Threat to Defence Projects if Carrier Strike Runs Over Budget
(Source: UK House of Commons Public Accounts Committee; issued Jan 19, 2018)
A second House of Commons committee has warned that the Ministry of Defence’s budgets are stretched so tight that any overrun on the aircraft carrier and F-35 programs will put other defense projects at risk. (RAF photo)
Carrier Strike is central to the Government's plans for Britain's future defence. It incorporates two Queen Elizabeth class aircraft carriers, new F-35 Lightning II jets and a new radar system—Crowsnest.

Other programmes futures threatened if carrier strike goes over budget
The defence budget is very strained in the light of commitments made in the last Strategic Defence and Security Review. Carrier Strike is expensive, and despite the Department assuring us that it will manage costs, there is a threat to the future of other programmes if it goes over budget.

In addition, there are aspects of Carrier Strike that still need to be fully costed as the three elements come together.

Ministry of Defence must seize opportunities over tech and jobs
For the Department to secure value for money from its significant investment in this long-term capability, it will need to ensure that the carriers and jets can be fully and flexibly used alongside other military equipment, and can be upgraded to keep pace with technological advances.

The Department must also seize opportunities to bring high-tech and skilled jobs to the UK by securing further global support contracts for the Lightning II jets.

Completion of transformation within DE&S is key to ensuring it has the necessary commercial skills and capabilities, and is well placed to win such contracts.

Chair's comments
Comment from Committee Chair, Meg Hillier MP:

"There is a lot at stake with Carrier Strike—a hugely complex, costly programme intended to be at the heart of national defence for years to come.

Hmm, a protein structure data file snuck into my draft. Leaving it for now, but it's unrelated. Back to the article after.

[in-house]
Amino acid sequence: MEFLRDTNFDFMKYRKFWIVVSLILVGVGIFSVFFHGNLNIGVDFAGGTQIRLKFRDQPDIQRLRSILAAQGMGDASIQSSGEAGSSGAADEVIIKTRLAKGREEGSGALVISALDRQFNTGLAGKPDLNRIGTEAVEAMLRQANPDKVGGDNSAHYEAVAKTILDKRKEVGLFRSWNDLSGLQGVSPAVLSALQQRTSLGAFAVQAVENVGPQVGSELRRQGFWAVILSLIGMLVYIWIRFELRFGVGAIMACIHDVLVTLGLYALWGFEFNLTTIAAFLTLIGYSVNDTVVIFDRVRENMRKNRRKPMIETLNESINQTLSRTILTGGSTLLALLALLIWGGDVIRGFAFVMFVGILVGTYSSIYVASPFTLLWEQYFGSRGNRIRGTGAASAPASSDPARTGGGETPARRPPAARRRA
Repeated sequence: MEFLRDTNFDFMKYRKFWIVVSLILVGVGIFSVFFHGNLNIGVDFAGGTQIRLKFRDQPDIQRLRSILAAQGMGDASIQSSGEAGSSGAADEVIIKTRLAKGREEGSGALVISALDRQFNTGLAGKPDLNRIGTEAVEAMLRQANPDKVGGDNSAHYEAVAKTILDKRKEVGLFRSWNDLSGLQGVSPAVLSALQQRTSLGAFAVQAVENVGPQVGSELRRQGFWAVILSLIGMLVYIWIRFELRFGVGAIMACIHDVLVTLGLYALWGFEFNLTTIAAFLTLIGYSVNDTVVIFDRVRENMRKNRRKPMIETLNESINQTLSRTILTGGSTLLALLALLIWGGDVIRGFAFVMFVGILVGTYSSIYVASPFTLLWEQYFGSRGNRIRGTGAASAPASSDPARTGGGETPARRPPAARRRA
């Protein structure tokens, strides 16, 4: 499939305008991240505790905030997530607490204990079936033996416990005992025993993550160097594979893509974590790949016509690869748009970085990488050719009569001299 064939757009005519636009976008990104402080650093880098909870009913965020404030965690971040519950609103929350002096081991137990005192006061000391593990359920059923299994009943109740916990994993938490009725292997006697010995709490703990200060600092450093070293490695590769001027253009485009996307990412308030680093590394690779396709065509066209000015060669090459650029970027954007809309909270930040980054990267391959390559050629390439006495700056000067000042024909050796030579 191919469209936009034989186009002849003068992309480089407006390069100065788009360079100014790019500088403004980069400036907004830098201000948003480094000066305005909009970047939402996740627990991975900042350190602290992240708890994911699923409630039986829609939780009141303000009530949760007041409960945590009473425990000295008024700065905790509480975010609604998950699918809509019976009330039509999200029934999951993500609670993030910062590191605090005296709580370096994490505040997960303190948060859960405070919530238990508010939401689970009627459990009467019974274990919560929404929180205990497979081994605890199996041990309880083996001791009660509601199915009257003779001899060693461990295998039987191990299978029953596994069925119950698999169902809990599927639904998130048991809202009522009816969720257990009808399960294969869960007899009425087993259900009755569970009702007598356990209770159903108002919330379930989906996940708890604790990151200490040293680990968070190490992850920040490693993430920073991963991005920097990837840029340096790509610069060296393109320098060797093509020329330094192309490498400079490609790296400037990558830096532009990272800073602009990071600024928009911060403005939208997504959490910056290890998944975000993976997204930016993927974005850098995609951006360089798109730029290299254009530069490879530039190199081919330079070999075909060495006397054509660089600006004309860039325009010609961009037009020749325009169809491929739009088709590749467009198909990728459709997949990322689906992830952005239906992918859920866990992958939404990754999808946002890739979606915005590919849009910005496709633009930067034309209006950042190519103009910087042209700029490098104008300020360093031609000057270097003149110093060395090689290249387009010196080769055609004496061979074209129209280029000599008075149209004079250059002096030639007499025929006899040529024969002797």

The project continues to leave the MoD exposed financially. Government must bring Carrier Strike in on budget or risk jeopardising the funds available for other defence programmes.

Uncertainty over some costs and the potentially negative impact of foreign exchange rates mean this will be no easy task.

There are also questions over the Lightning II jets and the eventual deployment of Carrier Strike, which could threaten the programme’s value for money.

All this is taking place as the MoD awaits clarity on the future size of the defence budget.

We will be keeping a close eye on this programme and will expect the Department to keep us abreast of developments."


Click here for the full report (85 PDF pages) on the UK Parliament website.

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Delivering Carrier Strike: Introduction
(Source: UK House of Commons Public Accounts Committee; issued Jan 19, 2018)
The Ministry of Defence (the Department) is buying two new aircraft carriers, a fleet of new Lightning II jets and an airborne radar system called Crowsnest fitted to Merlin helicopters. Deploying a single carrier, a squadron of jets and Crowsnest is referred to as Carrier Strike.

The Department expects to spend over £14 billion on this equipment up to 2021, when Carrier Strike is to be first used in military operations. Between 2021 and 2026, the Department will then introduce the second carrier and more jets, and complete trials and training to enable the carriers to undertake a range of roles such as acting as helicopter carriers or transporting troops. This represents the full Carrier Enabled Power Projection capability.

The Department is planning for the carriers and jets to be in use for 50 and 40 years respectively, and the Government considers they will form a significant part of its response to changes in global security. The previous Committee reported on Carrier Strike in 2013, concluding that the Department faced major challenges around the affordability of the programme.

In November 2013, the Department re-baselined the contract, agreeing a price of £6.212 billion for both carriers with the manufacturing consortium, the Aircraft Carrier Alliance. The Carrier Strike programme is a very high priority for the Department and we expect to return to it as the programme progresses towards being operational in 2021.

We initially took evidence from the Department on 11 October 2017. We subsequently wrote to the Department with some follow-up questions, but the Department’s written response was unsatisfactory. We therefore recalled the Department to give further evidence on 4 December 2017. As part of that recall session, we also took evidence from the outgoing Chief Executive of the Defence Equipment and Support Organisation about lessons from his time in office.

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